Despite a desperate shortage of wheelchair-friendly vehicles only a small proportion of funding made available to help fit out new vans has been taken up

More than $1 million was set aside by Waka Kotahi to help pay for wheelchair-accessible vehicle fit-outs but only $150,000 has been used.

The funding was made available through the current National Land Transport Programme, which began in 2021 and finishes mid-2024.

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But despite being two-thirds of the way through the programme, only 12 percent of the money has been spent.

The funding is given out and approved regionally under the Total Mobility scheme, but only 6 of the 14 regions had approved any funding as of May.

Canterbury had not approved any of the $215,000 it had available.

Environment Canterbury Public Transport general manager Stewart Gibbon said there had been very few requests received but it had applications in the works.

“We have approved two requests for Total Mobility funding this year. One has been approved and contracts have been sent to the operator for them to sign. Applications can typically take around four months or longer from the beginning to the end of the process.

“Another application request which we received and approved at the end of last year is close to completion. This has been delayed as the vehicle was not in the country at the time of the application, and there were delays in shipping it from overseas.”

“A third request has been approved in principle. It is in the very initial stages of the process and no contracts have yet been provided.”

In Wellington, $12,500 out of the $132,000 had been allocated.

A spokesperson for Greater Wellington said this was a reflection of the applications it had received.

“No applications to Metlink for Te Hunga Whaikaha Total Mobility funding have been declined, and Metlink would welcome more applications from eligible providers.”

In Auckland, a greater proportion had been paid – $63,400 of the $254,000 available, about a quarter.

A spokesperson for Auckland Transport said it had a number of applications in the works and expected to allocate all of its available funds soon.

“You can’t expect small business enterprises to wear all the costs of unit standards, licensing and purchasing these because at the end of the day, if they go broke, well, they’re not there for anyone.” – Jack Harper, Driving Miss Daisy

Public Transport Authorities are able to subsidise up to 60 percent of the total cost of the fit-out, but this still leaves a large cost to be covered by the vehicle owner.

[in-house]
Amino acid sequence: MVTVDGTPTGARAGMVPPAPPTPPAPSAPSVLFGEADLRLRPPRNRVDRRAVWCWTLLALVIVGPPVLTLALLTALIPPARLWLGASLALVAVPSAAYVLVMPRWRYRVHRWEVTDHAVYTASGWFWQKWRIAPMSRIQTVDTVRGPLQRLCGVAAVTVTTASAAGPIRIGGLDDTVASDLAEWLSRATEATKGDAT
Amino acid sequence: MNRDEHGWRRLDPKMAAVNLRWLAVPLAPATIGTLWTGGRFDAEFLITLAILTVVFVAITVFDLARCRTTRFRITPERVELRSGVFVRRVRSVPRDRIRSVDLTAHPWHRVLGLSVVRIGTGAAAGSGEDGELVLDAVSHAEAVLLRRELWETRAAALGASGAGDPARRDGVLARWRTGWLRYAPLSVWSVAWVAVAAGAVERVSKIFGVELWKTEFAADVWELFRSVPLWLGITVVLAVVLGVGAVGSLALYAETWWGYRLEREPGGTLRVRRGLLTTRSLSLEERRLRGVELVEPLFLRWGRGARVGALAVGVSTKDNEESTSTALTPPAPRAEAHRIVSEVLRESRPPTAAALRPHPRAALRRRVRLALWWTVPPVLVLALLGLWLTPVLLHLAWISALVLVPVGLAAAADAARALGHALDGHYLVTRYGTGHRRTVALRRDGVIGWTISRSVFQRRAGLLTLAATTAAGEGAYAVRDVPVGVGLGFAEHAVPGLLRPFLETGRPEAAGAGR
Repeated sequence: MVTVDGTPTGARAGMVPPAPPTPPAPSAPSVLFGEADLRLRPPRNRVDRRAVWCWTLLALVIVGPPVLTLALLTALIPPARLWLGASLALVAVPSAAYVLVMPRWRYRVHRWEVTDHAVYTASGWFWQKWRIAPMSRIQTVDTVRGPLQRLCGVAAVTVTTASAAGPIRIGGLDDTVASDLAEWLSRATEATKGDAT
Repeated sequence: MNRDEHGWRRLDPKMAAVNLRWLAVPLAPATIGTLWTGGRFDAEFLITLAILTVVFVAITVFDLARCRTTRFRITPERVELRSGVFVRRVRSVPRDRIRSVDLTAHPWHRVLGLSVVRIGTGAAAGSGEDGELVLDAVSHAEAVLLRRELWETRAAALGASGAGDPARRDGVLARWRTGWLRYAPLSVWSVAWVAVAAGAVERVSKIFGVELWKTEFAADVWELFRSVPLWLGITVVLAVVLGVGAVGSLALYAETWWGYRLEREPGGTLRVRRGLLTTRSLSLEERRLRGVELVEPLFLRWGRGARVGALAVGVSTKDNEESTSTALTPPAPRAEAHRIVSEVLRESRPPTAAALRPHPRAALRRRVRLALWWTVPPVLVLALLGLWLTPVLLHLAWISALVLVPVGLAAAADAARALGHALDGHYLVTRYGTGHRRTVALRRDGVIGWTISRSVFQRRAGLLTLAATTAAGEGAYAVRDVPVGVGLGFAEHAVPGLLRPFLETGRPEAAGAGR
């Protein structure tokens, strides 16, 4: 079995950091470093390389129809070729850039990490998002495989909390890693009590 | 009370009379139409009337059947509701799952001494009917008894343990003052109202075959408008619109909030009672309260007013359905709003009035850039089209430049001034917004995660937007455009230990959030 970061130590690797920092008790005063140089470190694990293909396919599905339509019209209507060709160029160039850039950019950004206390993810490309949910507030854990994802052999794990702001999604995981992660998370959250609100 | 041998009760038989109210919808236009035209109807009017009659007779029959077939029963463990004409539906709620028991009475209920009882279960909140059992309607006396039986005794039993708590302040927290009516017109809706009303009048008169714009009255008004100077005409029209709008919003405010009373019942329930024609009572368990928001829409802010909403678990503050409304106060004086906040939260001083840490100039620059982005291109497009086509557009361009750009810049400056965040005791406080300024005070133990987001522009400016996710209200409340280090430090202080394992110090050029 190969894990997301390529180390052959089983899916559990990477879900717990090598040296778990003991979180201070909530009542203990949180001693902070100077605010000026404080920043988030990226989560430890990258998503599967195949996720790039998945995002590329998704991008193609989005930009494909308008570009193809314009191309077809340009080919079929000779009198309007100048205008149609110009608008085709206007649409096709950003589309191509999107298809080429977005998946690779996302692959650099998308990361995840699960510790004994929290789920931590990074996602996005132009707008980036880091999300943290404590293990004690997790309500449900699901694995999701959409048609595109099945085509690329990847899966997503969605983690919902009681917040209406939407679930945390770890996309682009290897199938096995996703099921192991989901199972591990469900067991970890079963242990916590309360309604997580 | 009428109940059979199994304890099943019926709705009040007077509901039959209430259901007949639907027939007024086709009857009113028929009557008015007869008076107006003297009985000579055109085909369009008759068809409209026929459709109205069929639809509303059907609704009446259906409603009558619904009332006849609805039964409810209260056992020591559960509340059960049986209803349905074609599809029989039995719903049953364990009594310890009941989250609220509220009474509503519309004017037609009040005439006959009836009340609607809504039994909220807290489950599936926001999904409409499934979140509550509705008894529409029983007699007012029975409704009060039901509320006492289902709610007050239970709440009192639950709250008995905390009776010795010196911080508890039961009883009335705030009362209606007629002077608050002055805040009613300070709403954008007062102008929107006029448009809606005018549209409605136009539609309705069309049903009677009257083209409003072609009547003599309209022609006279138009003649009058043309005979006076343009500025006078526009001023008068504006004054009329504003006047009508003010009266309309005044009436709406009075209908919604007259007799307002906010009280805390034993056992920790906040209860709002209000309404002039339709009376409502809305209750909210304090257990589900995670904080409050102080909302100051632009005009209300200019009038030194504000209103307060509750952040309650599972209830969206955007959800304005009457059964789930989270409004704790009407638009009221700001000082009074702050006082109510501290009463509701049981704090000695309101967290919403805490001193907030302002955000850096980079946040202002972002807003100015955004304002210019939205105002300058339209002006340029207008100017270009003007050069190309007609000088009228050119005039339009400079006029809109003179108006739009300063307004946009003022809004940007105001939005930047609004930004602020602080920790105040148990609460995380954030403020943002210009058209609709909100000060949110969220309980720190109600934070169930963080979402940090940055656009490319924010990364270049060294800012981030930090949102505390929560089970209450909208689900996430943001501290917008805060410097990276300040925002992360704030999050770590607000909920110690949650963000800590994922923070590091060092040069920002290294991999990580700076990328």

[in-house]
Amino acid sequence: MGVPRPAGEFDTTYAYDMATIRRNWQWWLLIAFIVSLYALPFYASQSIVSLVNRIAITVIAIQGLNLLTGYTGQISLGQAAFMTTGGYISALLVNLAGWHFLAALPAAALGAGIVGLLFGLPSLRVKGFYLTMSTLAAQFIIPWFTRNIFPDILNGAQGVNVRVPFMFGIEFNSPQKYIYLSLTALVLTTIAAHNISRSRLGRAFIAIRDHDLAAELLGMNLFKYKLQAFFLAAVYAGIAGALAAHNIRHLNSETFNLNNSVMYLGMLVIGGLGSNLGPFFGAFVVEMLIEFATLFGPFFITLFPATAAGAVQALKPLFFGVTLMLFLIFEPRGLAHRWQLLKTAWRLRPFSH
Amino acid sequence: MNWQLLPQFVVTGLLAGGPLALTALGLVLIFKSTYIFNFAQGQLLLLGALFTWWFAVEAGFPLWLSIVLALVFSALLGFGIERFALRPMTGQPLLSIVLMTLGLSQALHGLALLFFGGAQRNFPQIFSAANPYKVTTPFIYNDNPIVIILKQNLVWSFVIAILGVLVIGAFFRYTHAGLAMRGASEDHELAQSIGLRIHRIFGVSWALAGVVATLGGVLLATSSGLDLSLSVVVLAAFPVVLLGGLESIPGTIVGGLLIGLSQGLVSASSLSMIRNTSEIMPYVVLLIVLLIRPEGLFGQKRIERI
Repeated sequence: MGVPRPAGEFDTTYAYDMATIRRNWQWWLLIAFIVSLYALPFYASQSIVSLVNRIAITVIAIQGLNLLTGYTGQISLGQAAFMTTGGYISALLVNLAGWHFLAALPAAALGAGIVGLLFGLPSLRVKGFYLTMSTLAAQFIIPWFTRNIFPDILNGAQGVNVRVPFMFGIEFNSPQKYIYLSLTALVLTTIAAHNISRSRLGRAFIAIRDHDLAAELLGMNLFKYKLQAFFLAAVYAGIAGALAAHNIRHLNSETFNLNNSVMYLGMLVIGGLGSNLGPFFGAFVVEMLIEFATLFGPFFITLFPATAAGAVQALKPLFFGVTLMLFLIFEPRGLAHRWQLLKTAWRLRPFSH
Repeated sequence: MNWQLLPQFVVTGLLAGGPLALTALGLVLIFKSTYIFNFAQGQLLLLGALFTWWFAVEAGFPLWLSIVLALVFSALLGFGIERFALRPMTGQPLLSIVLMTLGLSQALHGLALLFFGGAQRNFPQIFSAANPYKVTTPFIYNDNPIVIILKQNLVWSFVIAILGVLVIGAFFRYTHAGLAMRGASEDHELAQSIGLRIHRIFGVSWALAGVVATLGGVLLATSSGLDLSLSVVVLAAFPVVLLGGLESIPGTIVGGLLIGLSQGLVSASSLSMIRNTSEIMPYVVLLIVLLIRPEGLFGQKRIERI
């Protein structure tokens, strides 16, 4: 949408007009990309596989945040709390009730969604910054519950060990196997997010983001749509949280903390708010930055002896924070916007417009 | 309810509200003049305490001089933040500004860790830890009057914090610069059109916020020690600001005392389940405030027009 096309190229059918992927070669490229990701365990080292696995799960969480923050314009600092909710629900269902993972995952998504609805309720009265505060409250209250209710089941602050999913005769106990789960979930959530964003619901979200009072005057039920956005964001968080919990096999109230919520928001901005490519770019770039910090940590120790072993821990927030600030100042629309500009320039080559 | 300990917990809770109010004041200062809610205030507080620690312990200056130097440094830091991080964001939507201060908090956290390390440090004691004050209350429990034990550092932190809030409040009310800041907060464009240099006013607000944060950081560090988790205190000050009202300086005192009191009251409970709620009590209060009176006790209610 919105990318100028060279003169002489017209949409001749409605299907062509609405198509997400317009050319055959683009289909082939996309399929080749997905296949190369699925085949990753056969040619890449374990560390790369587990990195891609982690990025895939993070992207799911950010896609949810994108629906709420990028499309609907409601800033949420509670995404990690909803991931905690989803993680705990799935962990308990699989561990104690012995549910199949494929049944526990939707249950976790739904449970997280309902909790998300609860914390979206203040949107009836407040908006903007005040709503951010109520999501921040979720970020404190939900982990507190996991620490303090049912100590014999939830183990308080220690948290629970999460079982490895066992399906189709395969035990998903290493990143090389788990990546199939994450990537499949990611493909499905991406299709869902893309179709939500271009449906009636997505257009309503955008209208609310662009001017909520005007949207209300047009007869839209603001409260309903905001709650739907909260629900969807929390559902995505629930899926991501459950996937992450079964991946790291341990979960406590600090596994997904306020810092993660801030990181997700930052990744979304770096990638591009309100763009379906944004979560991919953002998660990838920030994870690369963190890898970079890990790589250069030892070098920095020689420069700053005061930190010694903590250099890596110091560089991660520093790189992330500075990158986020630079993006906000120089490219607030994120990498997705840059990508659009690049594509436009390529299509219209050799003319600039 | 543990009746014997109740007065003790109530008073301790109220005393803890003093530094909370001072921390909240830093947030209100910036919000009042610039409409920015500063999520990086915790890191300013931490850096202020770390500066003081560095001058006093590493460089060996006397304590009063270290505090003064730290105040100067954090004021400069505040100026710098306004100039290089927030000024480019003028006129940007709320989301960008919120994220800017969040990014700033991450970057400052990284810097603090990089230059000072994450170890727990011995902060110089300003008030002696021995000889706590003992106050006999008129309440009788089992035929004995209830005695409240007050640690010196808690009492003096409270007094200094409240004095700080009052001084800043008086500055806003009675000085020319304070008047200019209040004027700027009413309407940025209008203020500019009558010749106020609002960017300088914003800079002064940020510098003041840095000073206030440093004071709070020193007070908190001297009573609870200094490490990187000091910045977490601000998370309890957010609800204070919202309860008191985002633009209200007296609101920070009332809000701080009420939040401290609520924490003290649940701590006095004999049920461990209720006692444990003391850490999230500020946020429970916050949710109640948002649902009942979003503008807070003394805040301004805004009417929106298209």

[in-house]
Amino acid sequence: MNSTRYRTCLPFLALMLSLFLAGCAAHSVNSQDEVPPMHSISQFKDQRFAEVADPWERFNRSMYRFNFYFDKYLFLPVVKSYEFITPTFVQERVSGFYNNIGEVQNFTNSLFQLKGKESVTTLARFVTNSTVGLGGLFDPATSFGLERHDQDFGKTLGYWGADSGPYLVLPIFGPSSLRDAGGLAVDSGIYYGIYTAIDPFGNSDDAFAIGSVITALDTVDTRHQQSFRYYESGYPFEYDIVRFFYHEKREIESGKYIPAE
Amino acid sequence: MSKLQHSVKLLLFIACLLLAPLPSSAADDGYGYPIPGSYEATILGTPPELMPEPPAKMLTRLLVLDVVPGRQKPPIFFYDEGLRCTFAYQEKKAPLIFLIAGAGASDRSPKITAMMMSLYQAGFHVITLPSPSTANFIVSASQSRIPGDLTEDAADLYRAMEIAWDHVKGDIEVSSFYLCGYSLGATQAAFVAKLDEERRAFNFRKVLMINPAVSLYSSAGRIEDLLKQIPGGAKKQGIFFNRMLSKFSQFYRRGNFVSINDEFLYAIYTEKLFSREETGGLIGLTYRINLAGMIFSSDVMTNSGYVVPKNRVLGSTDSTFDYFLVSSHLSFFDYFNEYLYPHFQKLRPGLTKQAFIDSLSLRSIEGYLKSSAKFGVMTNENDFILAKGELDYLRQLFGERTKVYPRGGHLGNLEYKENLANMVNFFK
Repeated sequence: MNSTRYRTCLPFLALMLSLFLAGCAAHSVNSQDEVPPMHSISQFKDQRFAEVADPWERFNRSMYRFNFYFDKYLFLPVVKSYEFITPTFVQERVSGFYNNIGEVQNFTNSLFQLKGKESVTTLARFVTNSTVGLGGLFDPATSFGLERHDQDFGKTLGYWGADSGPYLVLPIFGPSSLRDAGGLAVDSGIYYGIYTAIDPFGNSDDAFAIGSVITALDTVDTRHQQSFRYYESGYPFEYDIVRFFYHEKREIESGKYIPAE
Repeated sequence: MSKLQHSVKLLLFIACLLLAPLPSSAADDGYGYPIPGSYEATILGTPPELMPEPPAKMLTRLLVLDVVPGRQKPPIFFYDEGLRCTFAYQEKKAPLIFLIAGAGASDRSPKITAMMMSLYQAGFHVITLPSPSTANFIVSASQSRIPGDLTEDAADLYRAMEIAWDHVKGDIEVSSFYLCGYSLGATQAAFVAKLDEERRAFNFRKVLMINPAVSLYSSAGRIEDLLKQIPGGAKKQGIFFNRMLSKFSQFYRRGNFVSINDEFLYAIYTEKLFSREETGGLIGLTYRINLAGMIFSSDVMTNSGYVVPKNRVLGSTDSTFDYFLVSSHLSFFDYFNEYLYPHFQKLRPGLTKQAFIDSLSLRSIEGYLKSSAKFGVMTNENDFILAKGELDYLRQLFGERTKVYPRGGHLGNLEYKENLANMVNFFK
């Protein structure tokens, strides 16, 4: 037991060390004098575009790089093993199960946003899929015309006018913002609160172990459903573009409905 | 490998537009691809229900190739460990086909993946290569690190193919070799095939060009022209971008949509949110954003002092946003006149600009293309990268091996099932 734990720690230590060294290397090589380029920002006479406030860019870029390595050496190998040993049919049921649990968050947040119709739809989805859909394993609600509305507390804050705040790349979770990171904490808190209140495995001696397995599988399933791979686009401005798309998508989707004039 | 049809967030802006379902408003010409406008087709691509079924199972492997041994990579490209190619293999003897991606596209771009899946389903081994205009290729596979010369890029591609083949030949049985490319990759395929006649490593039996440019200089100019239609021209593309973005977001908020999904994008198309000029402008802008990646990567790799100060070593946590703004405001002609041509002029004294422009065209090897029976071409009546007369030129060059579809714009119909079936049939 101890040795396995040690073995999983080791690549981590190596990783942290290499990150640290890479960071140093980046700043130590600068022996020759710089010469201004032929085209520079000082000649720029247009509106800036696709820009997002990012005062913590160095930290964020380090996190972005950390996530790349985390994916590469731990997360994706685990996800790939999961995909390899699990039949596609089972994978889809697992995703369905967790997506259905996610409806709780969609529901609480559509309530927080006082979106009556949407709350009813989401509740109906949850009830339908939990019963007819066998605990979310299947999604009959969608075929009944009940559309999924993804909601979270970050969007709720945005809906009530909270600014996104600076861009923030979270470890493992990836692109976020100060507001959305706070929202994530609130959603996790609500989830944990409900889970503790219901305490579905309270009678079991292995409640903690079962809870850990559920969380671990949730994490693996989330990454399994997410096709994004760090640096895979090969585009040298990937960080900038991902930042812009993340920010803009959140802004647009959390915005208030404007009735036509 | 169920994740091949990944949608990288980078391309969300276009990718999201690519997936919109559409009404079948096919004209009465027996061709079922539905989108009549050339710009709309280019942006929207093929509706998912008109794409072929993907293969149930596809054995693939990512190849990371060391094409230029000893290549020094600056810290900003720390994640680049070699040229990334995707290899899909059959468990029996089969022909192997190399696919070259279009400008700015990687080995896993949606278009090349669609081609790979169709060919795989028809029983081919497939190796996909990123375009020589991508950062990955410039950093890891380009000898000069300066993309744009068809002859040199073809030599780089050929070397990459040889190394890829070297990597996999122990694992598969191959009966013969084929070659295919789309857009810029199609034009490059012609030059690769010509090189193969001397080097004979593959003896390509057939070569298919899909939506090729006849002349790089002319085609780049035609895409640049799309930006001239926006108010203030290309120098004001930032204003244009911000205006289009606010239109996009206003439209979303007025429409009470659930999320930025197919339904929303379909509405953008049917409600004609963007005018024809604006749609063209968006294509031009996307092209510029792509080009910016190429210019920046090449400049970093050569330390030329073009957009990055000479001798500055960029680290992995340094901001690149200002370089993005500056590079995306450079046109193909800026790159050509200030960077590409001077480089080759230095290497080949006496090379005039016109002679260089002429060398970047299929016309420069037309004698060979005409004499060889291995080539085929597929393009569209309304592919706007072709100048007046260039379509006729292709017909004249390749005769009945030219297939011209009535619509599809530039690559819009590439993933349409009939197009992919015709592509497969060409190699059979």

A Waka Kotahi spokesperson said this was likely the reason for the low uptake for the subsidy.

Auckland Transport said it would like to be able to fund a greater proportion of the cost.

Driving Miss Daisy owner and director Jack Harper said upfront costs to provide wheelchair-accessible vehicles were “off-putting” compared with investing in other types of vehicles.

“Your typical fare from A to B is exactly the same for somebody in a wheelchair as it is for [other services] and yet, obviously, there’s quite a lot more demanded.

“So from an operator’s perspective the investment into a wheelchair-accessible vehicle is quite off-putting, and yet having said that the need is there, there is just a constant demand for the service.”

A hoist fee of just over $11 is paid by Waka Kotahi to an operator any time they do a trip that uses it. 

Harper said with an ageing population, demand for Driving Miss Daisy services – which primarily cater to the elderly – were increasing, and so was demand for wheelchair-accessible vehicles.

To qualify for any vehicle fit-out subsidy, drivers also had to comply with a number of health and safety standards.

“The regional councils will demand you have unit 15165, which is a unit standard applicable to the use of and the safe administering of people in wheelchairs and getting them in and out of such vehicles.

“If you take Auckland as an example, I think there are a total of seven unit standards which they demand if you want to be a mobility scheme operator and there’s a huge cost attached to achieving those unit standards … especially when you’re struggling in a tight labour market to find drivers anyway.”

He said there needed to be greater incentives for companies to invest in wheelchair-accessible vehicles.

“It does require looking at, there’s no doubt about it, because this is a large and growing part of the population, which we can’t ignore, and we can’t ignore disabled people.

“They do need to be looked after and you can’t expect small business enterprises to wear all the costs of unit standards, licensing and purchasing these because at the end of the day, if they go broke, well, they’re not there for anyone.”

Last year research by Waka Kotahi identified a lack of wheelchair-accessible vehicles as a problem, alongside their high capital and running costs.

A review into the Total Mobility system is underway.

Emma Hatton is a business reporter based in Wellington.

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